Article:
Sometimes the answer may take multiple days and years to appear. Keep digging. You can add other keywords to this question, such as intuition, self-trust, etc.
Question 3: What is your relationship with yourself? What is your relationship with your body and your emotions?
Before you start signing up for gym memberships and buying nutritious health plans or health bars, take a long hard look at your relationship with yourself. Do you want to become healthy for yourself or are you trying to fit into society’s definition of health? What does health even mean to you?
Are you physically forcing yourself to do something for someone else or is there an internal understanding and an internal drive to do it? Because if you’re physically forcing yourself to go to the gym, you might be able to trick your brain and your body for a few months, but all that means is that you’re further dissociating from your true wants and needs.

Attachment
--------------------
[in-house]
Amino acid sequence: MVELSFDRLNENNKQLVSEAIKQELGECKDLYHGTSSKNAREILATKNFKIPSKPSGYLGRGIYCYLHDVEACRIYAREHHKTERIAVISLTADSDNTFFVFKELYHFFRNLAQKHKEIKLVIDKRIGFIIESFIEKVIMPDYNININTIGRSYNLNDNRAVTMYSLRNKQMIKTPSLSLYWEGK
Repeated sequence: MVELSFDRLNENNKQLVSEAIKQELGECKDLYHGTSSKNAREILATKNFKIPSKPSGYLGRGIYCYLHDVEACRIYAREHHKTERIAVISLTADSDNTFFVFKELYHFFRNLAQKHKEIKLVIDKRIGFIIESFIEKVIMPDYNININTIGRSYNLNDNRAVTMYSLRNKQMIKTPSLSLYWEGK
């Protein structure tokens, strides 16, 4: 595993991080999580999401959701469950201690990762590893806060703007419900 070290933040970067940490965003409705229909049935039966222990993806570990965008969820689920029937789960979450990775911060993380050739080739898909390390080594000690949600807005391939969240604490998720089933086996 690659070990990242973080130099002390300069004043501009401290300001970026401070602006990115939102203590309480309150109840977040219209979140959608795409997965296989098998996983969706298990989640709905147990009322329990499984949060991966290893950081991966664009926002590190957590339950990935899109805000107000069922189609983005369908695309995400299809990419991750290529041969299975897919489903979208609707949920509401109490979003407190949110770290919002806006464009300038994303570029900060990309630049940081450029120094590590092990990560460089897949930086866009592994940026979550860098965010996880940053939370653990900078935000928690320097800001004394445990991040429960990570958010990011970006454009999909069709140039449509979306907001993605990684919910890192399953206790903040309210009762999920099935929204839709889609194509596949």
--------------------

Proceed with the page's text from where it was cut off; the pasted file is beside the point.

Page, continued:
If it’s a real internal understanding that your habits are not healthy, you might need to physically force yourself to start a new habit at the beginning but it becomes a lifelong commitment to change over time. The difference is nuanced but there’s a difference so answer these questions and understand yourself before jumping into action. Listen to your body.
When people are overweight or underweight, there are lifelong emotional and eating patterns that started from a young age or started as the result of some sort of trauma. What’s more, there are identity and self-esteem patterns that are formed as a result of our relationship to food. When people talk about health and fitness, it has to be a holistic examination of one’s life. That includes how one grew up. So before you start getting that summer body, ask yourself, do you feel safe in your body? Do you love your body? Can you love yourself this minute without changing yourself externally?